“… an 80% recovery at resale is still a 20% loss…”Whether you’re considering remodelling worn-out surroundings, enlarging your home for a growing family or rebelling against yesterday’s standards, you have important investment choices to make. You’ll want to choose home improvements that not only pay off in recovery of the money you spend, but also help you get a better price for your home when and if you sell it. Keep in mind that, considering today’s market, it may be a smarter move to sell and buy again rather than endure a major construction project. After all, even an 80% recovery at resale is still a 20% loss. Here is a list of items you should go over Home Selling Checklist before listing your home for sale. Your Reasons for Home Improvement The first piece of advice is never, ever try and renovate a part of your home, simply for the purpose of selling. You are incurring a huge risk here. The housing market can be volatile, and you never know which amenities are going to pay-off. If you renovate for yourself, you at least know you will get value simply by the enjoyment of the change. Your potential buyer may walk into the improved room, declare they don’t like it, and then change it immediately. They won’t care if you just sunk $30,000 into it. If you are looking to spruce up your home a little bit, before you sell, just make minor cosmetic changes, like painting. They are fast, inexpensive and there is little risk. You should try and balance, which home improvements will pay-off the most, and which ones you would most like to enjoy. For instance, there is little point in renovating the basement, if you never go down there. It’s better just to leave it a blank slate for the next homeowner. The following is a list projecting which home improvement initiatives often produce the best results upon resale value. Naturally these numbers are not rock solid. There are many factors including your local housing market and what kind of improvements you undertake.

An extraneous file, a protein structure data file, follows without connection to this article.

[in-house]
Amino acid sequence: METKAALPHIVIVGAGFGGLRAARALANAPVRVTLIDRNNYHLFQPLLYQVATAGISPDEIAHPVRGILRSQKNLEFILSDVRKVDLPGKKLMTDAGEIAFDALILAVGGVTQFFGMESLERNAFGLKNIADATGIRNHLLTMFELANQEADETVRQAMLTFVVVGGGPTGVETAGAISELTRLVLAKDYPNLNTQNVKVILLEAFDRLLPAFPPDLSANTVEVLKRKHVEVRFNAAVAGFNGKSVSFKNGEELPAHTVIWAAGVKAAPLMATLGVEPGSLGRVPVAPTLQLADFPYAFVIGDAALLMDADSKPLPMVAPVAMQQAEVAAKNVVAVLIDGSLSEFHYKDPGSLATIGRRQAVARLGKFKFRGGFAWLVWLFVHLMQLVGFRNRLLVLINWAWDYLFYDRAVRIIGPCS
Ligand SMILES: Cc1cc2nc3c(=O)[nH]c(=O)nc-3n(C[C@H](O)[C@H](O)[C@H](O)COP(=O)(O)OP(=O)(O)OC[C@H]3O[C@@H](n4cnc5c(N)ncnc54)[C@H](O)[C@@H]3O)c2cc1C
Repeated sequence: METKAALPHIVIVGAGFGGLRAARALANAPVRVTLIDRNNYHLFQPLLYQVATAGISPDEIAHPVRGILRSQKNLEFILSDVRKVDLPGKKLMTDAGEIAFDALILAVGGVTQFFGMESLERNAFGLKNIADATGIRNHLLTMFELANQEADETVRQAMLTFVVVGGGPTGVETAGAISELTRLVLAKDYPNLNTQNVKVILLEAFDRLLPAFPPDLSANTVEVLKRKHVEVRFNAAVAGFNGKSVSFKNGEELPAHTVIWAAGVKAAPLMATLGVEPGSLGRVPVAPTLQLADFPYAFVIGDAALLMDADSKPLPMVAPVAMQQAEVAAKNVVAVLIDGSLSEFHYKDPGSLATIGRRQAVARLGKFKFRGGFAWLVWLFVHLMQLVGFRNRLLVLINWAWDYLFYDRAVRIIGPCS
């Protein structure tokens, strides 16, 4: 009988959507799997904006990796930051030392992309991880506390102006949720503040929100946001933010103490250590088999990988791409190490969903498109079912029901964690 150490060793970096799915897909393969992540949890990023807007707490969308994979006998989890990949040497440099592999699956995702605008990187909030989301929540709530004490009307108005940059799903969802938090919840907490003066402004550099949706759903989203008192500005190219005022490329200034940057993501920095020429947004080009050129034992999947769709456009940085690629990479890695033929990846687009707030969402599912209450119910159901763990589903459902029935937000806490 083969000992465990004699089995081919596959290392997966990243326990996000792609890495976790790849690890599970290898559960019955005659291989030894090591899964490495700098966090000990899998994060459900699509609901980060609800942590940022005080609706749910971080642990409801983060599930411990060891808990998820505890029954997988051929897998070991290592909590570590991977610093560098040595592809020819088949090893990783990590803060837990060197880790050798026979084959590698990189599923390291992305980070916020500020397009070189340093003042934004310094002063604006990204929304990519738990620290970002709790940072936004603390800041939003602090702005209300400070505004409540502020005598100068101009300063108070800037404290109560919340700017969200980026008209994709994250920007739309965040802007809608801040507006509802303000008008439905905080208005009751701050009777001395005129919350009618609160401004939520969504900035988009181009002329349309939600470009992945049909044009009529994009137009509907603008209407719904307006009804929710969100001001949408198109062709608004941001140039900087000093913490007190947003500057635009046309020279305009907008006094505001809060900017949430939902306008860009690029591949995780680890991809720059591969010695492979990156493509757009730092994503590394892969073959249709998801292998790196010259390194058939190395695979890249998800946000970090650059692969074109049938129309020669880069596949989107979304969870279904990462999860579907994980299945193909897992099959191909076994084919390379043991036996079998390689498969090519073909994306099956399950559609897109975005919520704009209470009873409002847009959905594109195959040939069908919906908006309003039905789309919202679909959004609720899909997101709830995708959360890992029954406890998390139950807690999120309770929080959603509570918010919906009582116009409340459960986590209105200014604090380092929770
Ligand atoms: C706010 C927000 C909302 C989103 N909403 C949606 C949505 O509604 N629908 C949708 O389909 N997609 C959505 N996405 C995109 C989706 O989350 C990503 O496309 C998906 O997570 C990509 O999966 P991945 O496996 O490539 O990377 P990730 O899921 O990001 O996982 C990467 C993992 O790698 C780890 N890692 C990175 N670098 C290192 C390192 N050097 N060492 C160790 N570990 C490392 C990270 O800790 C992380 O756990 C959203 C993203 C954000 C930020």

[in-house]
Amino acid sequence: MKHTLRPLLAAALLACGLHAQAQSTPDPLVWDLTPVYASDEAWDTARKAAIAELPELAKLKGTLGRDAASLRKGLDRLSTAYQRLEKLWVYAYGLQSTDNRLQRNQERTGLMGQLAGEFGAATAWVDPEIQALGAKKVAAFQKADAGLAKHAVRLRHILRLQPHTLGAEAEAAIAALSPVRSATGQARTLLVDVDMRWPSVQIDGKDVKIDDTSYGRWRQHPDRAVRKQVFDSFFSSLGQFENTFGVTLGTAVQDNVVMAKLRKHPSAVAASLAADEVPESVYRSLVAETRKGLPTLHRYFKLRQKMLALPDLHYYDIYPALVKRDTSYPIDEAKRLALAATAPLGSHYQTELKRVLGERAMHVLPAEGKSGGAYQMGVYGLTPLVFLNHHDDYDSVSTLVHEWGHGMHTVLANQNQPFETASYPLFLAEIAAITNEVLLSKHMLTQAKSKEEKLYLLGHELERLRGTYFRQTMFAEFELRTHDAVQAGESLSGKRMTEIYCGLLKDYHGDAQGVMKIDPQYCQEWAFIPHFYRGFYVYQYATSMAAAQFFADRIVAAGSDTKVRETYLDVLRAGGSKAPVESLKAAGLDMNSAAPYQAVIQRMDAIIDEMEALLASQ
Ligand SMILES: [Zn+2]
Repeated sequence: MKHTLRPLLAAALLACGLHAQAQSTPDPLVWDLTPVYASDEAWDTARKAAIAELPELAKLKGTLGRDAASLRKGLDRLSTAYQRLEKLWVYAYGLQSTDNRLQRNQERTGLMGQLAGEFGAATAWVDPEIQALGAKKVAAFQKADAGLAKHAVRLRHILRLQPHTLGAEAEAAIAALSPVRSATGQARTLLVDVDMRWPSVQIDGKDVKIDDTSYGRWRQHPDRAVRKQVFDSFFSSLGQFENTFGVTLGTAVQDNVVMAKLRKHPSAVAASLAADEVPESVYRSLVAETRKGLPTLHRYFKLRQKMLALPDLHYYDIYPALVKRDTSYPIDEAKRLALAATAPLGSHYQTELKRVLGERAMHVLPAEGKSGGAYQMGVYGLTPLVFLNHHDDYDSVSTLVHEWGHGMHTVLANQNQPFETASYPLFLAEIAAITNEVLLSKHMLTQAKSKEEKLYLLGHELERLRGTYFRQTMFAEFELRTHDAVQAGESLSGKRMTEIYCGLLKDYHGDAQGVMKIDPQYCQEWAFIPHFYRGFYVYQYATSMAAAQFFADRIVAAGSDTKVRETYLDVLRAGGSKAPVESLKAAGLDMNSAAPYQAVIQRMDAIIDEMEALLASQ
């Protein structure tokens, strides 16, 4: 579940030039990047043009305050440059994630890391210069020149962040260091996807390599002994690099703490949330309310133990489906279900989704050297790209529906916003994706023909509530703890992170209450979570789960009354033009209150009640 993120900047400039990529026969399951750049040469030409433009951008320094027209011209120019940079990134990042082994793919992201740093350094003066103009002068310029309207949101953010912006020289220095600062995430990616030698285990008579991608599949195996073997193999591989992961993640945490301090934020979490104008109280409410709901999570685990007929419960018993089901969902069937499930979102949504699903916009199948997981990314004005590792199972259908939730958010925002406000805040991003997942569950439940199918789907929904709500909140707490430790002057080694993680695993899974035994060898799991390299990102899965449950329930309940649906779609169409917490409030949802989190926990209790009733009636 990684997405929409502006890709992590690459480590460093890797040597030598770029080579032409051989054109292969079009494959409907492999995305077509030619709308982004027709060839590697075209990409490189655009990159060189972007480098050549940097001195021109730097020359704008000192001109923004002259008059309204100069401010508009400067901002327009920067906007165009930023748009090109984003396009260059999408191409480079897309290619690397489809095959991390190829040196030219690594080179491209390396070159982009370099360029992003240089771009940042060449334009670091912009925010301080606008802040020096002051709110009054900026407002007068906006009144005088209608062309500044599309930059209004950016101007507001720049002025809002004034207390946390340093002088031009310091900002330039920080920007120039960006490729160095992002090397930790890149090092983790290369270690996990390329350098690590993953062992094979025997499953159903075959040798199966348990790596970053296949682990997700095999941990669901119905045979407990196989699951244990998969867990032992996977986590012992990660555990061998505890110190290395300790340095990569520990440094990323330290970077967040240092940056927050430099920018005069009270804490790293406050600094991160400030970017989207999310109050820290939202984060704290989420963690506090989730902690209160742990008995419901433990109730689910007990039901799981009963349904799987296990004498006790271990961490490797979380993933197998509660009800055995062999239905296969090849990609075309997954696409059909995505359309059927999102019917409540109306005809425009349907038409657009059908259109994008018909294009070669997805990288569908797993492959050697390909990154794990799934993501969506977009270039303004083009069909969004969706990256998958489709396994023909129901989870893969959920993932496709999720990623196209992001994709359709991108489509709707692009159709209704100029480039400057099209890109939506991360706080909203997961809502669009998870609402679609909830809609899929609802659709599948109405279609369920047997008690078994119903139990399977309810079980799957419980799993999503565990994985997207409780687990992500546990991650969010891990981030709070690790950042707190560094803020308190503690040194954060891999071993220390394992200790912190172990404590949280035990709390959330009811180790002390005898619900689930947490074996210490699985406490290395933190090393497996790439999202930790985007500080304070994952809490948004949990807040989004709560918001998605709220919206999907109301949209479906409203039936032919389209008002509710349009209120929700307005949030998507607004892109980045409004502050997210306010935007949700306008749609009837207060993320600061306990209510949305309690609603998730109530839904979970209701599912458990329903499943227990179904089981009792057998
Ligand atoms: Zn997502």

- Kitchen Remodel (minor) – 125%
- Basement Remodel – 98%
- Bathroom Addition – 96%
- Kitchen Remodel (major) – 92%
- Bathroom Remodel – 90%
- Exterior Paint – 90%
- Master Bedroom – 86%
- Kind of Improvement As was mentioned earlier, kitchen and bathroom home improvements often yield the best pay back. And transforming the basement yields the lowest.
- Scope of Improvement
Often with home improvement, the small changes often add up to more than the sum of their parts. The larger the scope of the home improvement, the more risk you will incur. That said, risk could turn into a high pay-off. You really have to know who your market is and what they are looking for. The following is a list of small changes you can make, which will make a huge difference:
- Upgrade or add ceiling fans
- Add new doors
- Fresh paint
- Garden, sanded and stained deck and fence
- Fad = Bad What is chic today can be the stifled snicker-inducing mistake of tomorrow. Take into account shifting social values. For instance, public space is rapidly dwindling. More and more people are looking for space where they can casually entertain. There are no more block parties, no more picnics in the park. Take this into account. Add a deck; it is the new standard for home ownership.
- Cost Do not expect that if you put $20,000 into a renovation, you will automatically see $20,000 added to the value of your home. However, even if you only can recoup $10,000 of that, if you are there long enough, you easily get $10,000 of use from a new kitchen. You should also think about doing as much of the home improving yourself as you can. Having a hands-on approach will give you flexibility and a new understanding of your home that you can apply to other home improvement projects. It will also save you lots of cash.
- New Windows Not a good resale investment at all. You can tell the buyer that you just added new windows, but that doesn’t really matter. Unless you can demonstrate a significant savings on your electricity and heating bill there is really no point. Therefore, replace windows if they need to be, but never just before you are selling your home.
- Creating New Space Whether this means taking space that was poorly used before or adding an addition, it can be a good idea. In this case, it is often important to look at design before functionality. If you are improving your basement, don’t put in a bar. Instead leave the space open to interpretation. Leave it open and leave it clean, like blank slate. The same can be said for studies, solariums and offices. Before hiring any contractors review the Home renovation tipsheet Sometimes it is better to just let the buyer decide what to do after they move in.